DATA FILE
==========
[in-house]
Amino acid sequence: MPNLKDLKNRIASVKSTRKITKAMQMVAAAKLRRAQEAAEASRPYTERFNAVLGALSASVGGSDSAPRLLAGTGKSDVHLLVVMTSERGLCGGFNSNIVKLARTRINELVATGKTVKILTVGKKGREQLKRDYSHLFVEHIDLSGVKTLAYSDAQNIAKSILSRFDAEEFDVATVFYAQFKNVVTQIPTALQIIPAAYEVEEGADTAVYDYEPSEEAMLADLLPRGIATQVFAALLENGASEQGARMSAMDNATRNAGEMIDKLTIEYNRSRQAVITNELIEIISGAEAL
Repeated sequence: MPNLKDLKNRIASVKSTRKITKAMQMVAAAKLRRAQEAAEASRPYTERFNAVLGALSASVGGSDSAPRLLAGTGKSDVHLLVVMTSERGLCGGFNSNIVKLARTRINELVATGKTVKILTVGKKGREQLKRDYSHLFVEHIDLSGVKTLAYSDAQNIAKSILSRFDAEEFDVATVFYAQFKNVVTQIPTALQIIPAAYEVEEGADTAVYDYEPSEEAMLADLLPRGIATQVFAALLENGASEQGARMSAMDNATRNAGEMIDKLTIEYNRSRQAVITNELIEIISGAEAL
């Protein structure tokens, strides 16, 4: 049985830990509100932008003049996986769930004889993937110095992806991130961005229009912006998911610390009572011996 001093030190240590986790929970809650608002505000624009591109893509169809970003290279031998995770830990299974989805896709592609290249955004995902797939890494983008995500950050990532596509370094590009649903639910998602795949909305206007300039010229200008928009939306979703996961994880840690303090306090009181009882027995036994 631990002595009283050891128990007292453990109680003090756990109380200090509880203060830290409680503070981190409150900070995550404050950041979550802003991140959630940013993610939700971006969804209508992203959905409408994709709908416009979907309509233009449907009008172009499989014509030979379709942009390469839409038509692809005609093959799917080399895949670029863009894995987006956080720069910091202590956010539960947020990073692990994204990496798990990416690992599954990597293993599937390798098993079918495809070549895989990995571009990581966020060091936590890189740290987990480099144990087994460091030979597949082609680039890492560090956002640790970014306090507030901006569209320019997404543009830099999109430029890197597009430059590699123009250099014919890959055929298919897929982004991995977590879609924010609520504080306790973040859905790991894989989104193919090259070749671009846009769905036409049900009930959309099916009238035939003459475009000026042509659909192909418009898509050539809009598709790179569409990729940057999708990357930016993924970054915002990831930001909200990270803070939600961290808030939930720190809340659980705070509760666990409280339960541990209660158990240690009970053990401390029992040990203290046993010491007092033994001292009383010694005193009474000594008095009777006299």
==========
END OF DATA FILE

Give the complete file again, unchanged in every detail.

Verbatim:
[in-house]
Amino acid sequence: MPNLKDLKNRIASVKSTRKITKAMQMVAAAKLRRAQEAAEASRPYTERFNAVLGALSASVGGSDSAPRLLAGTGKSDVHLLVVMTSERGLCGGFNSNIVKLARTRINELVATGKTVKILTVGKKGREQLKRDYSHLFVEHIDLSGVKTLAYSDAQNIAKSILSRFDAEEFDVATVFYAQFKNVVTQIPTALQIIPAAYEVEEGADTAVYDYEPSEEAMLADLLPRGIATQVFAALLENGASEQGARMSAMDNATRNAGEMIDKLTIEYNRSRQAVITNELIEIISGAEAL
Repeated sequence: MPNLKDLKNRIASVKSTRKITKAMQMVAAAKLRRAQEAAEASRPYTERFNAVLGALSASVGGSDSAPRLLAGTGKSDVHLLVVMTSERGLCGGFNSNIVKLARTRINELVATGKTVKILTVGKKGREQLKRDYSHLFVEHIDLSGVKTLAYSDAQNIAKSILSRFDAEEFDVATVFYAQFKNVVTQIPTALQIIPAAYEVEEGADTAVYDYEPSEEAMLADLLPRGIATQVFAALLENGASEQGARMSAMDNATRNAGEMIDKLTIEYNRSRQAVITNELIEIISGAEAL
């Protein structure tokens, strides 16, 4: 049985830990509100932008003049996986769930004889993937110095992806991130961005229009912006998911610390009572011996 001093030190240590986790929970809650608002505000624009591109893509169809970003290279031998995770830990299974989805896709592609290249955004995902797939890494983008995500950050990532596509370094590009649903639910998602795949909305206007300039010229200008928009939306979703996961994880840690303090306090009181009882027995036994 631990002595009283050891128990007292453990109680003090756990109380200090509880203060830290409680503070981190409150900070995550404050950041979550802003991140959630940013993610939700971006969804209508992203959905409408994709709908416009979907309509233009449907009008172009499989014509030979379709942009390469839409038509692809005609093959799917080399895949670029863009894995987006956080720069910091202590956010539960947020990073692990994204990496798990990416690992599954990597293993599937390798098993079918495809070549895989990995571009990581966020060091936590890189740290987990480099144990087994460091030979597949082609680039890492560090956002640790970014306090507030901006569209320019997404543009830099999109430029890197597009430059590699123009250099014919890959055929298919897929982004991995977590879609924010609520504080306790973040859905790991894989989104193919090259070749671009846009769905036409049900009930959309099916009238035939003459475009000026042509659909192909418009898509050539809009598709790179569409990729940057999708990357930016993924970054915002990831930001909200990270803070939600961290808030939930720190809340659980705070509760666990409280339960541990209660158990240690009970053990401390029992040990203290046993010491007092033994001292009383010694005193009474000594008095009777006299």